Develop an integrated talent development and succession planning framework

The Library has held seven development centres for members of the Senior Leadership Team and a small number of other staff. Individual Executive Team development centres were concluded and an ET development day took place in January. The outcome of these initiatives will inform the identification of talent and succession planning within the Library.

Continue to drive a modernised Pay and Reward Strategy

The 2006/07 pay award, the second year of a two-year pay deal, was agreed and, for the first time in the Library's history, incorporated into salaries at the due date. Written grading guidance for posts has been tested and endorsed by management and the unions.

Implement a further Library wide Colleague Opinion Survey to measure the Library's core values and culture

Staff were invited to contribute to a Colleague Opinion Survey in November 2006, which built on a similar exercise in 2004. The survey was again conducted by the Work Foundation, and 64% of staff responded, compared with 53% two years ago. Results were communicated across the Library and most indicators showed a strong improvement compared with 2004, reflecting the large amount of work that had taken place in the intervening time.

6: Guarantee financial sustainability

Strengthen the Library's financial and business planning mechanisms and maintain ongoing fund-raising activity

Revised quarterly budget reporting arrangements were put in place in 2006/07/. These focus on exceptions/variations from budget and projection of estimates for the end of year results. They provide the basis for timely decision-making on actions to be taken to keep our spending against budget on track. This report also clearly distinguishes between ongoing revenue budgets, programme/one-off budgets and capital. Stronger linkages have been built into the financial and business planning processes, incorporating a clearer forward look at the financial position three years on. Fundraising for the purchase of important literary archives and the digitisation of key newspapers fell short of target, achieving £3 million, against a requirement of £5m. We are pursuing alternative sources of funding.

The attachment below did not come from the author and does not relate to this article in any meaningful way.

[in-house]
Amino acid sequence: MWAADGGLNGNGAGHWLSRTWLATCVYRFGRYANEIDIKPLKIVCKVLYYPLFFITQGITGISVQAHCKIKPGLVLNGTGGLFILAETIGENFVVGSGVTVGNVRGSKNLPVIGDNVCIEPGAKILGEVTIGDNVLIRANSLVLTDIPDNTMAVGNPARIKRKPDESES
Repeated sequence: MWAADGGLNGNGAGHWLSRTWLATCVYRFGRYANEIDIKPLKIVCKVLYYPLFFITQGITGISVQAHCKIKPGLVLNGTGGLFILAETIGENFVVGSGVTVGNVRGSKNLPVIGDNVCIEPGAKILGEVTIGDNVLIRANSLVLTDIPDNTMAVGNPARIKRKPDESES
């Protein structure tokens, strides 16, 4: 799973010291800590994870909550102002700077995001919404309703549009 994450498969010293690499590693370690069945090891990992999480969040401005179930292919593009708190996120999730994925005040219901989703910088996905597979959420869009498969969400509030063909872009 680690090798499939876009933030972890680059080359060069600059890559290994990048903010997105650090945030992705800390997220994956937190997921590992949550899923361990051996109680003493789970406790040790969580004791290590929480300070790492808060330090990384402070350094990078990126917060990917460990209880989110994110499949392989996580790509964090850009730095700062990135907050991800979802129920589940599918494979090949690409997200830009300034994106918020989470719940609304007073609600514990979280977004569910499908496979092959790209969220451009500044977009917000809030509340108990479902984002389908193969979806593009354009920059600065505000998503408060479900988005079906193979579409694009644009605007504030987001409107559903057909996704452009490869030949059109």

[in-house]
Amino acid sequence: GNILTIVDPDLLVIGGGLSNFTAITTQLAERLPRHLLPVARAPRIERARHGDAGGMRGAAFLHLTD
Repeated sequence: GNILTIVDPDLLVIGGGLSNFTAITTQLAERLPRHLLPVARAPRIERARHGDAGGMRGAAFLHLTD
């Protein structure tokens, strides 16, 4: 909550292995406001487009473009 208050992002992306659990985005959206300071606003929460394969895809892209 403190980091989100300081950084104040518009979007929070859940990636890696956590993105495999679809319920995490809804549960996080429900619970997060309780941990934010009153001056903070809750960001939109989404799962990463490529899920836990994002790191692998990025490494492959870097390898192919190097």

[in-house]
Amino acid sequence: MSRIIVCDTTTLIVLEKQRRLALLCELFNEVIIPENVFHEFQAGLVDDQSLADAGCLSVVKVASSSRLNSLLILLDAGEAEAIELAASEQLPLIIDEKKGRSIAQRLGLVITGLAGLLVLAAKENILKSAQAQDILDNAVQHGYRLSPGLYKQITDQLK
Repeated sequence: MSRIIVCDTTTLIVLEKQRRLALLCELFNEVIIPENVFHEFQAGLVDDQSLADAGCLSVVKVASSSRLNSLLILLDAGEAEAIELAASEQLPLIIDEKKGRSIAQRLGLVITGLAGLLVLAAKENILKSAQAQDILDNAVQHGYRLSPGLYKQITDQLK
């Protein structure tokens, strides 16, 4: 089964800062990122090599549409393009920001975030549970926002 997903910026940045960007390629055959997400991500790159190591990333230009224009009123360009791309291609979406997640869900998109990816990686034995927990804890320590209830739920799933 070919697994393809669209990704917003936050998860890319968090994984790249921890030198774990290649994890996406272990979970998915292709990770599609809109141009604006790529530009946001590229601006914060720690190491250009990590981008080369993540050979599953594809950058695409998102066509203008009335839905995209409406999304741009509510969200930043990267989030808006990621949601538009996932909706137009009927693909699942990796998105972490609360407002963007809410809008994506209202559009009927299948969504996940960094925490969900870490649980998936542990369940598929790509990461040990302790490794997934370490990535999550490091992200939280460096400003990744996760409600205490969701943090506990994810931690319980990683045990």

Develop the Library's Comprehensive Spending Review (SR) bid 2007 for funding for 2008/11

The Library's bid documents were submitted to DCMS and received much praise. Influencing documents were produced and distributed to key stakeholders. We received widespread and positive media coverage of our SR messages in February 2007, which resulted in the foundation of a Supporters' Forum on the website. The Forum features over 600 messages of support.

Develop a sustainable business model for the Library's document supply service

The Document Supply Futures Programme reported on schedule. The Report contained the outcome of the detailed modelling work undertaken on the existing operation, the key planning assumptions and potential opportunities. These were brought together into a single business model, the key risks of which were separately and explicitly analysed. Talks to staff and trade unions were well received, and the individual components of the proposed business model are each being actively progressed.

Identify options for optimising storage and access in UK research libraries

Following an investigation in 2005 into the growing shortage of storage space in UK research libraries, the Library and representatives of higher education libraries formed a task force to explore the feasibility of taking forward the creation of a UK storage solution. The work of the task force resulted in a successful bid to the Higher Education Funding Councils to support this approach. Phase One implementation began in January 2007 and involves the Library working with six universities.

Generate efficiencies to comply with Gershon and fund developments

The Library's Funding Agreement target for efficiency savings in 2006/07 was £13.2m. Total efficiencies achieved were £15.9m, an over-achievement of 20%. The areas that contributed most to this over-achievement were headcount reductions across the Library and greater visitor numbers than expected in Reading Rooms and exhibitions, with no corresponding increase in the cost of provision. This represents a continuation of the considerable achievement already made; indeed, the Library was acknowledged by DCMS as being 'one of the best performers in the efficiency project' in 2005/06.